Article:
“Mom, how do you DO THAT!!” Guy, my nine year old, shrieked this evening as I yanked open his pajama drawer for the thousandth time with just the right tug and lift.
“Because I’m Mommy.” I replied. And so it goes being a mom.
I know which compartments for cutlery in the dishwasher not to use. How to wiggle the extension cord so the light stays on. I am able to see absolutely everything in the fridge (which evidently no one else can). I know the temperament of the washing machine, where the Christmas cake ornaments live, how to cord the tree lights for next year, how to get the slivers of broken glass off the bathmat and exactly the right amount of a crack left in each doorway so just enough light shines through at night.
Moms, we ROCK. Did you survive Christmas? If you’re reading this, we made it! Hurrah hurrah hurrah for US! Pshaw on a movie called Unbroken about anything else at Christmas time! It should be about us, I tell you! Us, us, us!! An anthem of praise and admiration for mothers the world over.
No one understands what Christmas entails for a mother except.. another mother. And when you become a mother, you appreciate for the first time what your own mother did for you all those Christmases growing up. (This year for the first time I was doing it as a single mother and I had to laugh. You know what changed? Really absolutely nothing.)
I am someone who is un-flustered by mess so – when I let it – the crazy cacophony and chaos of Christmas and New Year can just flow right over me. I am lying flat on the sofa with my eyes closed. Someone is doing something somewhere with something, but what do I care? I am lying flat on the sofa with my eyes closed.
The one thing I do for myself each Christmas (and of course much of all of it is as much for me as everyone else, but you know what I mean) is a seasonal jigsaw. Ravensburger are the best, do not even bother with anyone else.
The Christmas jigsaw has saved my sanity – and for many years my marriage – in those blessed days between Christmas and New Year. By that time, I’ve done it, bought it, made it, wrapped it, shipped it, cooked it and served it. So now comes those blissful few non-days where actually nothing really has to happen before we are called upon to face a new year .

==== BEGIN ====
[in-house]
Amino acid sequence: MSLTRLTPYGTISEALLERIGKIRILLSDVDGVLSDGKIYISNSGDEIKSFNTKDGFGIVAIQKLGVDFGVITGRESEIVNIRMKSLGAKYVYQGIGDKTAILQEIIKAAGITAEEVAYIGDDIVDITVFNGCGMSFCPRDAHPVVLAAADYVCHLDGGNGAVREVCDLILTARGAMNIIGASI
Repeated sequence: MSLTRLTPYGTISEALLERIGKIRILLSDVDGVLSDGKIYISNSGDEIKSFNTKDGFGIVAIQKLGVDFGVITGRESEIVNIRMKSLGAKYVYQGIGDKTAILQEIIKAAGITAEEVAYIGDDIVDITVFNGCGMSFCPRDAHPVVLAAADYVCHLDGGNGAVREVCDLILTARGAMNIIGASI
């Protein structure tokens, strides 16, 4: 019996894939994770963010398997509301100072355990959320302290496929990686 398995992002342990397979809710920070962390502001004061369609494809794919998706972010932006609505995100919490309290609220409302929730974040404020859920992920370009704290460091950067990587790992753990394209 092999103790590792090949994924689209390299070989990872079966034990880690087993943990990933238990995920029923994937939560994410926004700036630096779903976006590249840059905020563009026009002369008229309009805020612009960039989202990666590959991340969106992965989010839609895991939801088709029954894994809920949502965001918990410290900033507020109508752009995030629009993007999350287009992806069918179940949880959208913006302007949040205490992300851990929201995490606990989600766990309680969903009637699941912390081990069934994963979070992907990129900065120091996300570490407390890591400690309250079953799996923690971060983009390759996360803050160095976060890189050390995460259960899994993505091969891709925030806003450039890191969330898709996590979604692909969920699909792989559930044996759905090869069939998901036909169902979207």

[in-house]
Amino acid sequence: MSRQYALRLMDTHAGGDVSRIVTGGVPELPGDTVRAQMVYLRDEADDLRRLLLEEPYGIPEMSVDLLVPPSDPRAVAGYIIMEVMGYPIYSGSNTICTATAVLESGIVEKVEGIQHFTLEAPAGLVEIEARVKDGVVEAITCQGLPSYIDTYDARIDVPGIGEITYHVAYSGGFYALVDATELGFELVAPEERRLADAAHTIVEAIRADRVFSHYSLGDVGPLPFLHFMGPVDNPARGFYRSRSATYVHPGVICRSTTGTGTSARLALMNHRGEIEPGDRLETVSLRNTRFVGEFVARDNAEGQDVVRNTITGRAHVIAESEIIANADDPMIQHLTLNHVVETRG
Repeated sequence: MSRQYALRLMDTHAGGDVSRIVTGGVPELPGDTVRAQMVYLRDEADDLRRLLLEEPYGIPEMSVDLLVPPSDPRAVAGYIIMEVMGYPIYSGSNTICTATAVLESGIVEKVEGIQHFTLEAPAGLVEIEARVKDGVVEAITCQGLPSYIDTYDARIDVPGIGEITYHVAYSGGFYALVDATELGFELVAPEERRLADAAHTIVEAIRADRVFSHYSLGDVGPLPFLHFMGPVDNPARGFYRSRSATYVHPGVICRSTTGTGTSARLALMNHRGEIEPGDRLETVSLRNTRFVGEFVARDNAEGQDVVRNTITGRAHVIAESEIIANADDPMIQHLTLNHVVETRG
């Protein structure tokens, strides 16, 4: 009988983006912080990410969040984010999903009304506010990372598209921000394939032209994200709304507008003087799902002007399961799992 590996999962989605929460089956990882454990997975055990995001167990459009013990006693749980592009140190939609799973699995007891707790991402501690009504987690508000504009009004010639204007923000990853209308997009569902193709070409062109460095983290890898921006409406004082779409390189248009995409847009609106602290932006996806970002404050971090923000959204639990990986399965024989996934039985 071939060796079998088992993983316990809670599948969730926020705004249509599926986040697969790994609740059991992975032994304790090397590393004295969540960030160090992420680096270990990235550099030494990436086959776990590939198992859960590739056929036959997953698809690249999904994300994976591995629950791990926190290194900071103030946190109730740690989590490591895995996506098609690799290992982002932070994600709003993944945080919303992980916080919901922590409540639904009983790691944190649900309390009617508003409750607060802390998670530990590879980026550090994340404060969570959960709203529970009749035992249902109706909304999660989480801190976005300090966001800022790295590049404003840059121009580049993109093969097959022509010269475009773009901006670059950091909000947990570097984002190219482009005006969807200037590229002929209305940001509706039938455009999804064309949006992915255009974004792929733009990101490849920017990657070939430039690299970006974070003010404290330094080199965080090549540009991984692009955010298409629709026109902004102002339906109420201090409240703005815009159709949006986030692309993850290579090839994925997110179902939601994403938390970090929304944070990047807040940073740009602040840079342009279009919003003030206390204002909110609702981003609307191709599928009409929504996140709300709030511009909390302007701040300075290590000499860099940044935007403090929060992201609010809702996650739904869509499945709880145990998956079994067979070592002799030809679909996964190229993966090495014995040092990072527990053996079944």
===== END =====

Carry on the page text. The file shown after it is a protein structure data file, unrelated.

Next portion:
Boxing day (I’m a Brit) is the best day of all: never get out of pajamas; eat Christmas chocolate for breakfast; watch a fave movie; enjoy the kids playing with their toys; and eat more Christmas chocolate.
I have the tradition from my own childhood of opening presents over the twelve days. If you’ve never tried it, it’s fantastic. No feast or famine orgy of opening. No mountain of paper under which something is being broken/stepped on/lost. Fewer tears and no massive adrenaline hangover because – there are eleven more days of Christmas still to come! (FYI it is also the most brilliant leverage as a parent: “Tell you what, chaps. Once you’ve tidied your rooms/written to Grandma/fed the dogs/got dressed… let’s have a PRESENT!!” Works every time. Trust me.)
Anywho, back to the jigsaw. I think what I love about it is that I get to sit down, in one place, for long periods of time. And I love activities that let me think about other things.
I love the working of a jigsaw, it brings it all back into perspective for me. After all the crackling of Christmas, I set the corners, I locate the parameters, I see the bigger picture and I can begin piecing it together again one tiny piece at a time.
Every piece has a specific and unique place (if it’s a Ravensburger). If even one piece is lost, the whole jigsaw is ruined. If it doesn’t fit perfectly you can’t force it, because then something else won’t fit and the picture won’t come together. You have to be patient, and still, and look. You have to wait and observe and keep trying different pieces until you discover that the reason the piece of red with a stripe on it isn’t actually the bow of the second fishing boat is because it’s the panel on the front door of a fishing cottage way up the hill toward the abbey. And you’d never seen that before.
This year I only got to my jigsaw on January 3rd. Way late for me and really at the point where I should have been turning my thoughts to getting organized. But I was determined. This was my one thing and it was mine and I wasn’t going to lose it.
I finished it today. Totally tricky this year as it had horses in it about which I know nothing so couldn’t even imagine where pieces went. But. That moment when you put the last piece in. When it works. When all the pieces have found their proper home. When the picture is complete and you can luxuriously run your palms across all 1,000 individual parts of it and feel each one perfectly interlock with its neighbors. And it’s finished.
Well, there’s nothing like it.
And, in my book, there really is no better way than that to start a new year.